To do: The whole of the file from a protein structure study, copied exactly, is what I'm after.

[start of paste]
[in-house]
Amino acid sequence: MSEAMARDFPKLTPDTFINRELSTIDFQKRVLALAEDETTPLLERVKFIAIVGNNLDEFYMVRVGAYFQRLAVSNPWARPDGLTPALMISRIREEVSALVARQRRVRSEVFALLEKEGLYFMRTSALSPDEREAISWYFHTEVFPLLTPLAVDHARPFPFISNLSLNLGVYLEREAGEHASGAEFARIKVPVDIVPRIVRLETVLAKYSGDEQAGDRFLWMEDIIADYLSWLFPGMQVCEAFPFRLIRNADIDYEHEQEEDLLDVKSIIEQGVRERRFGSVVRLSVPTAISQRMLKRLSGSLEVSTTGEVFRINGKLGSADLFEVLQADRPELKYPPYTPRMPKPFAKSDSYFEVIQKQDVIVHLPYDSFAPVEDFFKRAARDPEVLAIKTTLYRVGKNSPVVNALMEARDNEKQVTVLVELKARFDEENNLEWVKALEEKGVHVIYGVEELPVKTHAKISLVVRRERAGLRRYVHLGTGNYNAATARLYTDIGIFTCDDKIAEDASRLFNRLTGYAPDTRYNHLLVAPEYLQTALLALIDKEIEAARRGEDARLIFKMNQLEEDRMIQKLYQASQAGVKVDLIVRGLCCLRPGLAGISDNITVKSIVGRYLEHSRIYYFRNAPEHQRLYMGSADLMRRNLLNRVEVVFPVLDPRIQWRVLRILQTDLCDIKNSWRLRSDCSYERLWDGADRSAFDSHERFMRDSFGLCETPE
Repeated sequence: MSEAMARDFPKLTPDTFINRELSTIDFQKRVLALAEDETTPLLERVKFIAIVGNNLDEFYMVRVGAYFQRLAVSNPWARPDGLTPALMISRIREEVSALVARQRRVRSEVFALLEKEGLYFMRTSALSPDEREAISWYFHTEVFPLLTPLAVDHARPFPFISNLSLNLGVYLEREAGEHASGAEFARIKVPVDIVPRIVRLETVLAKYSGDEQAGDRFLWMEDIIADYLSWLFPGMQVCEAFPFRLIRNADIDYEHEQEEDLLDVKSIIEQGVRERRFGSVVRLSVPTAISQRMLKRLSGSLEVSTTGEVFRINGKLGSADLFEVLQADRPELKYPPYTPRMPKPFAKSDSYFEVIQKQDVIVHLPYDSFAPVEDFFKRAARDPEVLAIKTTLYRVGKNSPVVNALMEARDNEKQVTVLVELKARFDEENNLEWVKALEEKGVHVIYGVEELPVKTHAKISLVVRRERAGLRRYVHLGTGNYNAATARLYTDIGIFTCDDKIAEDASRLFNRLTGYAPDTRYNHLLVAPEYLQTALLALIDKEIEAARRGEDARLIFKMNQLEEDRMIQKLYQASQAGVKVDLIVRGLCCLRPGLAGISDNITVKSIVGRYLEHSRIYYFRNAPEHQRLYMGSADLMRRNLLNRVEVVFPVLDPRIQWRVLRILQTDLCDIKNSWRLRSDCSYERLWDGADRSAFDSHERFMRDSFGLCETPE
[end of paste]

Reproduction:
[in-house]
Amino acid sequence: MSEAMARDFPKLTPDTFINRELSTIDFQKRVLALAEDETTPLLERVKFIAIVGNNLDEFYMVRVGAYFQRLAVSNPWARPDGLTPALMISRIREEVSALVARQRRVRSEVFALLEKEGLYFMRTSALSPDEREAISWYFHTEVFPLLTPLAVDHARPFPFISNLSLNLGVYLEREAGEHASGAEFARIKVPVDIVPRIVRLETVLAKYSGDEQAGDRFLWMEDIIADYLSWLFPGMQVCEAFPFRLIRNADIDYEHEQEEDLLDVKSIIEQGVRERRFGSVVRLSVPTAISQRMLKRLSGSLEVSTTGEVFRINGKLGSADLFEVLQADRPELKYPPYTPRMPKPFAKSDSYFEVIQKQDVIVHLPYDSFAPVEDFFKRAARDPEVLAIKTTLYRVGKNSPVVNALMEARDNEKQVTVLVELKARFDEENNLEWVKALEEKGVHVIYGVEELPVKTHAKISLVVRRERAGLRRYVHLGTGNYNAATARLYTDIGIFTCDDKIAEDASRLFNRLTGYAPDTRYNHLLVAPEYLQTALLALIDKEIEAARRGEDARLIFKMNQLEEDRMIQKLYQASQAGVKVDLIVRGLCCLRPGLAGISDNITVKSIVGRYLEHSRIYYFRNAPEHQRLYMGSADLMRRNLLNRVEVVFPVLDPRIQWRVLRILQTDLCDIKNSWRLRSDCSYERLWDGADRSAFDSHERFMRDSFGLCETPE
Repeated sequence: MSEAMARDFPKLTPDTFINRELSTIDFQKRVLALAEDETTPLLERVKFIAIVGNNLDEFYMVRVGAYFQRLAVSNPWARPDGLTPALMISRIREEVSALVARQRRVRSEVFALLEKEGLYFMRTSALSPDEREAISWYFHTEVFPLLTPLAVDHARPFPFISNLSLNLGVYLEREAGEHASGAEFARIKVPVDIVPRIVRLETVLAKYSGDEQAGDRFLWMEDIIADYLSWLFPGMQVCEAFPFRLIRNADIDYEHEQEEDLLDVKSIIEQGVRERRFGSVVRLSVPTAISQRMLKRLSGSLEVSTTGEVFRINGKLGSADLFEVLQADRPELKYPPYTPRMPKPFAKSDSYFEVIQKQDVIVHLPYDSFAPVEDFFKRAARDPEVLAIKTTLYRVGKNSPVVNALMEARDNEKQVTVLVELKARFDEENNLEWVKALEEKGVHVIYGVEELPVKTHAKISLVVRRERAGLRRYVHLGTGNYNAATARLYTDIGIFTCDDKIAEDASRLFNRLTGYAPDTRYNHLLVAPEYLQTALLALIDKEIEAARRGEDARLIFKMNQLEEDRMIQKLYQASQAGVKVDLIVRGLCCLRPGLAGISDNITVKSIVGRYLEHSRIYYFRNAPEHQRLYMGSADLMRRNLLNRVEVVFPVLDPRIQWRVLRILQTDLCDIKNSWRLRSDCSYERLWDGADRSAFDSHERFMRDSFGLCETPE